And there we have it! Combine all these factors and you are guaranteed to have seasonal riots. Whether it’s a police shooting, a melting economy or simply a lack of anything else to do, riots are an inevitable part of a liberal democratic state. It’s happened in the USA, it happened in Canada when they lost the hockey, and it’s happening in London. The ridiculous amount of sensationalism we now see by media probably has a lot of South Africans wondering what all the fuss is about, seeing as we experience these kind of riots in townships virtually on a monthly basis. But rest assured this is nothing new, and certainly not any more exceptional than any other riot we’ve seen in the west.

Image by william_79

  • Stuart Theobald

    John,
    Just a thought on your comments on xenophobia.

    My observations have been that the violence has been perpetrated primarily by local, british-born  youths. In fact, as seen in some Turkish and Pakistani neighbourhoods, the immigrants have come out to defend their property from the looters. Immigrants are often the owners of the stores that have been targeted by the gangs. Unlike some other cities, London does not have substantial immigrant ghettos of unemployed foreigners. London’s immigrants tend to be productive and working, and often don’t have access to council housing. So all your stuff about xenophobia is just wrong. There may be a racist response to the violence because it does appear that many of those involved are young black youths. But to equate being black with being foreign is a very 19th century attitude.Where you do touch on some points that I think are correct is that youth marginalisation and unemployment is a major contributor to the problem. To the extent that the welfare state contributes to this is certainly an important question, but one I think is very complex. The welfare state does expend significant resources on social inclusion. In Britain, unlike cities such as Paris, neighbourhoods are quite integrated – housing estates are found in the middle of Chelsea. Social services in London spend a great deal of effort on youth development schemes. The standard right-wing response, however, is that such welfare interventions serve only to lessen the personal responsibility citizens carry to ensure their own positive contribution to society. This is of course a tension – welfare provision serves to incentivise a lack of personal responsibility but on the other hand further state intervention is proposed as the mechanism to correct it. Finding the right way through this tension is highly complex.Ultimately your point on the “fun” of it is I think the most important. Most of these kids are motivated by the vision of a spend-all-you-can trip to Currys in an orgy of group madness. We should be asking questions of how the social structures in British communities have failed to act on the social psychology at work here. There are no authority figures in communities that have been able to stand as a reality check for these kids. I don’t know how much of an issue inequality and “state coercion” is. In my experience, London has very little visible inequality. Compared to SA it is minimal. The policing is anything but coercive – most police are unarmed and trained to not respond physically to physical threats. This view of policing as a voluntary engagement with a community is rather unique in my experience and is a quintessential part of Britishness. Generally I suspect the benefits of it are more than the costs. Benefits are a sense of empathy and comraderie between the police and many communities. The costs are that social unrest can spread and get out of control more easily. Had rubber bullets and water cannons come out last night, things would probably have been brought under control much more quickly.Anyway, my main point is that this has nothing to do with immigration or xenophobia.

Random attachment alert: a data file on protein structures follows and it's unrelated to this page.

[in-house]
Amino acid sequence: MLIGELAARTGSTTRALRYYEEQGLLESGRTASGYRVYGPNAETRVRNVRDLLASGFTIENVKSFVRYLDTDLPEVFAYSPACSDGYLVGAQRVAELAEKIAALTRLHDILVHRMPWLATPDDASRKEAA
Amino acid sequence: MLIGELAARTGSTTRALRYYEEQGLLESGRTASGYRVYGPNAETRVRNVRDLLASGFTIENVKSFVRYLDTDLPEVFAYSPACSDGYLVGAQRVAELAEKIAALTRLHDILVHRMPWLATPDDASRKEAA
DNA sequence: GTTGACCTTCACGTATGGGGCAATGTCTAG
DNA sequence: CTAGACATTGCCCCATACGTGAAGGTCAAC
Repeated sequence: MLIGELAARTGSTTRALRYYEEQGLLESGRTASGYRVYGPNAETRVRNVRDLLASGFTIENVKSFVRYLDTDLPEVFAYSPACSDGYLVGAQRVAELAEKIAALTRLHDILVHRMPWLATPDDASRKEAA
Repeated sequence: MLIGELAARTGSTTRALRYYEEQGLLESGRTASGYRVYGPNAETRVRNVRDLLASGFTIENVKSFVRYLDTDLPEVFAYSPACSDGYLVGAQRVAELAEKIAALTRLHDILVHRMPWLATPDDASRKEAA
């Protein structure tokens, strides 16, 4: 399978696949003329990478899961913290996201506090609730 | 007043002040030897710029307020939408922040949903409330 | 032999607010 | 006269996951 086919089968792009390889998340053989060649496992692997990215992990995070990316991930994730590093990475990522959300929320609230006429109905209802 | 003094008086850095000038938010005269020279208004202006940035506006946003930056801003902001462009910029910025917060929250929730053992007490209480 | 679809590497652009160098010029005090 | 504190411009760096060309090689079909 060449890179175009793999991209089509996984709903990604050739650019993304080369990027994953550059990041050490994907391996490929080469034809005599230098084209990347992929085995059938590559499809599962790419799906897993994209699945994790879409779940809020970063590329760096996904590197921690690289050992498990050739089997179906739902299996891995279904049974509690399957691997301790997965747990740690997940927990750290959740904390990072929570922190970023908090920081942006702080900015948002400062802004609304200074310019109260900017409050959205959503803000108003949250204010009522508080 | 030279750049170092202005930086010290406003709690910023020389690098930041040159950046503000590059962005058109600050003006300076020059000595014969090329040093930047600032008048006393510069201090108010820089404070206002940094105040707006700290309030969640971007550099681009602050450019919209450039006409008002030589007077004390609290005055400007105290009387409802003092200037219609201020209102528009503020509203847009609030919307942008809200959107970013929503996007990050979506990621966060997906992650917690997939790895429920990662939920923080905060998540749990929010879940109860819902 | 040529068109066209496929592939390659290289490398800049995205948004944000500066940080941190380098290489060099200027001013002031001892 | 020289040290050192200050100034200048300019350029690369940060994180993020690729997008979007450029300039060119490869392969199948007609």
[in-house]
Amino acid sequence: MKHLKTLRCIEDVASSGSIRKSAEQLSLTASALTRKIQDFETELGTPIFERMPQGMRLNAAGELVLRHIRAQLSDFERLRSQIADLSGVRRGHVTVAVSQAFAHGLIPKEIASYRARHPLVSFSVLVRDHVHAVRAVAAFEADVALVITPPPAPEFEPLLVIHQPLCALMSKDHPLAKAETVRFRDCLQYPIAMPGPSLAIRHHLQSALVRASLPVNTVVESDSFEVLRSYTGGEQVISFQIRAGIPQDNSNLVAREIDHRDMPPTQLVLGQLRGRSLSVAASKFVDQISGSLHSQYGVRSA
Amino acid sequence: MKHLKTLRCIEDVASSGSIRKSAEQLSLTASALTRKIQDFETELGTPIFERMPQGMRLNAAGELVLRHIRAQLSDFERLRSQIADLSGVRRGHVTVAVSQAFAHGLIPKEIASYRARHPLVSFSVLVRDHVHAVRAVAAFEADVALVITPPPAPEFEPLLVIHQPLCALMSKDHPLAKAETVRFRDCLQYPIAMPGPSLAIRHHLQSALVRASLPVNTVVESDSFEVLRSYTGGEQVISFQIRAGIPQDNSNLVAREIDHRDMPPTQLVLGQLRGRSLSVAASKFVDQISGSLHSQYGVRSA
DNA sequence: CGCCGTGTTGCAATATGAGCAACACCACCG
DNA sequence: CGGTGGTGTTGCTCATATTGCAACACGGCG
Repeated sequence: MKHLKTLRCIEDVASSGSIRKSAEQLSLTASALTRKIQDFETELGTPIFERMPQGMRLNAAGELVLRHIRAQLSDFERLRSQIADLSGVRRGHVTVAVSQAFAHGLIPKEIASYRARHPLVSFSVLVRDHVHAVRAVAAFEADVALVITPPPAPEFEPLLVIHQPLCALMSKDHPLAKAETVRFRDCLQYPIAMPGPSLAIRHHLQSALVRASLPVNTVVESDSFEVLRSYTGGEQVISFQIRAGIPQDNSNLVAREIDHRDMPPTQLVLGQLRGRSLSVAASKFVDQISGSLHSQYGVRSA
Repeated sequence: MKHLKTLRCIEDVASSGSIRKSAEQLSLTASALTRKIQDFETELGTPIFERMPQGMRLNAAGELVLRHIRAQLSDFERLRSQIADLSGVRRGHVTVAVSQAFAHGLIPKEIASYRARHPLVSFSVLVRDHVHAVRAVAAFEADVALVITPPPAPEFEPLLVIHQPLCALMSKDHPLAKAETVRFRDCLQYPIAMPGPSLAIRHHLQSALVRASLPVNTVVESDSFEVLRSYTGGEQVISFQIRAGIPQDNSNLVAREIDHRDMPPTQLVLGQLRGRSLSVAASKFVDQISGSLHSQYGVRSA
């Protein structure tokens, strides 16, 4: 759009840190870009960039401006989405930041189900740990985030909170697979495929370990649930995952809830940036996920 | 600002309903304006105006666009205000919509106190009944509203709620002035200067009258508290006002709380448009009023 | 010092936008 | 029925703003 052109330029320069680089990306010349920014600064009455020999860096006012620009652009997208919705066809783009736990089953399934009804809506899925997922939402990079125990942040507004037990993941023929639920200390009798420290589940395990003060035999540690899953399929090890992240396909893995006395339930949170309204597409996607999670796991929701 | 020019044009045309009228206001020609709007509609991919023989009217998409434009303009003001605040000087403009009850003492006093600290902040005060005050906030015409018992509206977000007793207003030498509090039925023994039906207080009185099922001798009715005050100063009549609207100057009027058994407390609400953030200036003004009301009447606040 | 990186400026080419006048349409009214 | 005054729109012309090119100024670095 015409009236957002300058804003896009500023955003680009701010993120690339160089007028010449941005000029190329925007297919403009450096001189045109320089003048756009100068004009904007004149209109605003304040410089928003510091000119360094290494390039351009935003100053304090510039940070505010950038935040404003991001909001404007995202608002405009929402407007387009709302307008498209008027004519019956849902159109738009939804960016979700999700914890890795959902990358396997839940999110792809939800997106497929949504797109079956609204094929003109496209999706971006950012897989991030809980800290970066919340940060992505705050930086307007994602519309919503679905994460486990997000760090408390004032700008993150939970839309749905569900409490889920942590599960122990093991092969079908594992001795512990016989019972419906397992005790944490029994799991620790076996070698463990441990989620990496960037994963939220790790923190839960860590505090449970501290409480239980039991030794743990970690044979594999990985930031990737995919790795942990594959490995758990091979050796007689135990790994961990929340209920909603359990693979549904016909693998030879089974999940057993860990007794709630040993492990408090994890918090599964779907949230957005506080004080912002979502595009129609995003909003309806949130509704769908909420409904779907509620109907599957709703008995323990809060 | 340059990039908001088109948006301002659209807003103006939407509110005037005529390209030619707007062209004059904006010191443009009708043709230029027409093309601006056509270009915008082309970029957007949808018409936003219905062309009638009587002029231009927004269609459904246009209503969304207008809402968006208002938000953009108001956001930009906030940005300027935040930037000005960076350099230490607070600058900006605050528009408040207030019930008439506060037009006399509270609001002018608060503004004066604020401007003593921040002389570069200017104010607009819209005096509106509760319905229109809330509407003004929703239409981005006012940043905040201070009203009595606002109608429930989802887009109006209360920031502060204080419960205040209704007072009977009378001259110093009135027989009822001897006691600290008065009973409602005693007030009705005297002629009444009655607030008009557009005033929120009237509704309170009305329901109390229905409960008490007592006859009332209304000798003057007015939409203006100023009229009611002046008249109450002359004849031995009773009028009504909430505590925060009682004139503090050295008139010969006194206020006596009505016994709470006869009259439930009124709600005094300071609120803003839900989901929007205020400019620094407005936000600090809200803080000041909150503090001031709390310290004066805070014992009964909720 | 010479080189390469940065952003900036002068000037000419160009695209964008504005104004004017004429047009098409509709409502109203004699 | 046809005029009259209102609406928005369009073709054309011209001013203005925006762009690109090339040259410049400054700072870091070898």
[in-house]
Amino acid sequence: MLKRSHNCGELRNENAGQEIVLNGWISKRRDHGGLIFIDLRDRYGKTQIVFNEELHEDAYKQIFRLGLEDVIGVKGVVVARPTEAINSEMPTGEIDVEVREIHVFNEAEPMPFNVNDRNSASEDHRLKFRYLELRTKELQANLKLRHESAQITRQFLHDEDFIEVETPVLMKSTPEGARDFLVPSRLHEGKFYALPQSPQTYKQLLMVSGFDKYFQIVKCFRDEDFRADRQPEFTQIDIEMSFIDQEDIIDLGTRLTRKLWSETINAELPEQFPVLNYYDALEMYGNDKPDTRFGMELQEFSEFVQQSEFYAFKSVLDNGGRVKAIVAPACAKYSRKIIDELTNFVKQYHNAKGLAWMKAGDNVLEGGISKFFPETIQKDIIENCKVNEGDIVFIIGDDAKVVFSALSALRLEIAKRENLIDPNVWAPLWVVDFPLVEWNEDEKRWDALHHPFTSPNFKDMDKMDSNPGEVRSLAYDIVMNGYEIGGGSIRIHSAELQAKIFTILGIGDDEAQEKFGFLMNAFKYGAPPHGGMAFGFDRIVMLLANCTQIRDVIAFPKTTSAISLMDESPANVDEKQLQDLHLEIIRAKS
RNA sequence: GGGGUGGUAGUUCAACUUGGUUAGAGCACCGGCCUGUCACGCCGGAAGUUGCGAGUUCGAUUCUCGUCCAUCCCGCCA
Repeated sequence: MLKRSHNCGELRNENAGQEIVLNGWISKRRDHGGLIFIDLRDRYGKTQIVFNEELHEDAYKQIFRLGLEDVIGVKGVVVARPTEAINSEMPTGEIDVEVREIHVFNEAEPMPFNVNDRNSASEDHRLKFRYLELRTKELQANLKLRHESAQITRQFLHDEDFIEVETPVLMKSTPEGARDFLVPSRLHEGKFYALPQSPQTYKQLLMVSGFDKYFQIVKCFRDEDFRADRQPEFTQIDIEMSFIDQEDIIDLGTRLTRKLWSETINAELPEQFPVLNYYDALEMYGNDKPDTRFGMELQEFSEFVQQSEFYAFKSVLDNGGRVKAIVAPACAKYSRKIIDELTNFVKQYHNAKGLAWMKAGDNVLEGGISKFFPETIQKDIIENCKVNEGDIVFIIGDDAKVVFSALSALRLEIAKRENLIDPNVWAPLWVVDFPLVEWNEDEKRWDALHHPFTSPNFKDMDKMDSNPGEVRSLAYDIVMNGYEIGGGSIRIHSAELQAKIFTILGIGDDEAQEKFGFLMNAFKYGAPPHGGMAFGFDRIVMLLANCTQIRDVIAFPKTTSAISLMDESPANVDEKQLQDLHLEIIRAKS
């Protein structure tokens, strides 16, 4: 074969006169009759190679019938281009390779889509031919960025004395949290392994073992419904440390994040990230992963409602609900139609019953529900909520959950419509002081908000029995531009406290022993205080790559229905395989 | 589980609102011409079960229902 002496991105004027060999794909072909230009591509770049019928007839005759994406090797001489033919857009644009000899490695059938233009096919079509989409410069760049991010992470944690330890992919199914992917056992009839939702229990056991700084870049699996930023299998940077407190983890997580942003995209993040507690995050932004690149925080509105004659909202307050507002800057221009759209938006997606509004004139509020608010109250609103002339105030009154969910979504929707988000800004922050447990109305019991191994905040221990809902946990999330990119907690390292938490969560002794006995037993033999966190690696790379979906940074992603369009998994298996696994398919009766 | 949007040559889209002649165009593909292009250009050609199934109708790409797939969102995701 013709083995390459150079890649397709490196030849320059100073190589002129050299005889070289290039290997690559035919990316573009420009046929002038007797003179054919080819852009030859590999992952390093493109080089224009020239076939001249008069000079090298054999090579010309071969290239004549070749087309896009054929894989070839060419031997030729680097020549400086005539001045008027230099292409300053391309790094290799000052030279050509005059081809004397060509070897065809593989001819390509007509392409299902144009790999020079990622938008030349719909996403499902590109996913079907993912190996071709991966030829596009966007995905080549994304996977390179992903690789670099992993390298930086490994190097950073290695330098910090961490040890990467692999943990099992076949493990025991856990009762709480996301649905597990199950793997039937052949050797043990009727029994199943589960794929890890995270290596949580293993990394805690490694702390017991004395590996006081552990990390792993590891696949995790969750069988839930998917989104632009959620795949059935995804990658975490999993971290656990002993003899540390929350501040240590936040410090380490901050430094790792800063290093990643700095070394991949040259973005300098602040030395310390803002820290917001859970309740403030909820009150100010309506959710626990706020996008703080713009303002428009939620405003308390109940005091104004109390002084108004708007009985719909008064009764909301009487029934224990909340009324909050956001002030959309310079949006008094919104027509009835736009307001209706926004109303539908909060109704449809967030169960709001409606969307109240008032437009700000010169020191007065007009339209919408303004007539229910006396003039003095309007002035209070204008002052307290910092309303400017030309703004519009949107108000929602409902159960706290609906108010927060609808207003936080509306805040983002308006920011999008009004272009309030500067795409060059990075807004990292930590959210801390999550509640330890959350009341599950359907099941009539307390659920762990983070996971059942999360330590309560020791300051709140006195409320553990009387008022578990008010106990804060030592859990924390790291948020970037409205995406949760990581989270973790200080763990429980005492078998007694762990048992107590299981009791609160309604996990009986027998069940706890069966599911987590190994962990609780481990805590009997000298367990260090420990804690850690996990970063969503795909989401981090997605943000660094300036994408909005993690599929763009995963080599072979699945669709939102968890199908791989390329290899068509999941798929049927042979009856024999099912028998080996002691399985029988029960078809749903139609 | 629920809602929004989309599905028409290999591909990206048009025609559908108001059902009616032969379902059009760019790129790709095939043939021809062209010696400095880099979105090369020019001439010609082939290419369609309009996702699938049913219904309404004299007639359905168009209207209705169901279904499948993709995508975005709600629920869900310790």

• John

    I mostly agree that it isn’t about xenophobia, so I’m not entirely sure what “all my stuff” about it was? Unless this is based on one sentence and a meta tag? The entire point of this was to highlight how this is less about the issues which are dominating folks’ thoughts (xenophobia and immigration and such) and more about youth venting their anger, as they have for decades before and decades to come. I don’t think xenophobia is completel dismissable though. Even assuming your point that there are few unemployed and poor immigrants living in London were true, that has little bearing on the perceptions of xenophobia which are coming out in the news at the moment.

    As for London being a bastion of equality, I must disagree. There is a large body of literature explicitly stating how outer areas of London, particularly the Southern and Eastern areas, are populated by the poor and unemployed. It would stand to reason that included in there are immigrants, would it not? If there are zero immigrants living in these areas, that would potentially imply a large attitude of intolerance towards them. Either that or the areas are so crappy that not even foreigners less-familiar with London’s neighbourhoods would settle there.
    Personally I think the police are showing amazing restraint. This will probably change though, once the parliament are done deciding on what to do.